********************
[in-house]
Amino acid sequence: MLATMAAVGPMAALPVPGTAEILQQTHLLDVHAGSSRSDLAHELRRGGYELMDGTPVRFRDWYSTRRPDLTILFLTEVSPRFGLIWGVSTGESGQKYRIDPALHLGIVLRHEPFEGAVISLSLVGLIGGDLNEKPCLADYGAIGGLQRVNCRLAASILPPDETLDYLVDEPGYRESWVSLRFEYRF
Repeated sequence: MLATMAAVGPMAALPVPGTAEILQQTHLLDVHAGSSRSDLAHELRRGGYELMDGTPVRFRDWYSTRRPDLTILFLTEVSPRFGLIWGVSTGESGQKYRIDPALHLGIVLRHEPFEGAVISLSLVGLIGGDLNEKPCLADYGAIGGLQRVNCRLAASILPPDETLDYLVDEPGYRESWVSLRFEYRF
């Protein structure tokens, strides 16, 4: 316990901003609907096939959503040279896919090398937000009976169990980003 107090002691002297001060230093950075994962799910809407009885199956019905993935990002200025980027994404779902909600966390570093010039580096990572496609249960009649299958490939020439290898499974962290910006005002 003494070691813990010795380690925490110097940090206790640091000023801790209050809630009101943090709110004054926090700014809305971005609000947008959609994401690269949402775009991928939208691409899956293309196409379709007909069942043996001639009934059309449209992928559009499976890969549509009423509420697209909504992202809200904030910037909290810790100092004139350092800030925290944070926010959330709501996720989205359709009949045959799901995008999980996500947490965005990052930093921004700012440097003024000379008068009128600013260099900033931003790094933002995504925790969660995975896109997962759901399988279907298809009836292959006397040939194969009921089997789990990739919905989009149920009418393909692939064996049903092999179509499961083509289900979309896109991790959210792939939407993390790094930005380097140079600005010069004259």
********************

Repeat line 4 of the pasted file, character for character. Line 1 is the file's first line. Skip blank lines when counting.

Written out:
């Protein structure tokens, strides 16, 4: 316990901003609907096939959503040279896919090398937000009976169990980003 107090002691002297001060230093950075994962799910809407009885199956019905993935990002200025980027994404779902909600966390570093010039580096990572496609249960009649299958490939020439290898499974962290910006005002 003494070691813990010795380690925490110097940090206790640091000023801790209050809630009101943090709110004054926090700014809305971005609000947008959609994401690269949402775009991928939208691409899956293309196409379709007909069942043996001639009934059309449209992928559009499976890969549509009423509420697209909504992202809200904030910037909290810790100092004139350092800030925290944070926010959330709501996720989205359709009949045959799901995008999980996500947490965005990052930093921004700012440097003024000379008068009128600013260099900033931003790094933002995504925790969660995975896109997962759901399988279907298809009836292959006397040939194969009921089997789990990739919905989009149920009418393909692939064996049903092999179509499961083509289900979309896109991790959210792939939407993390790094930005380097140079600005010069004259």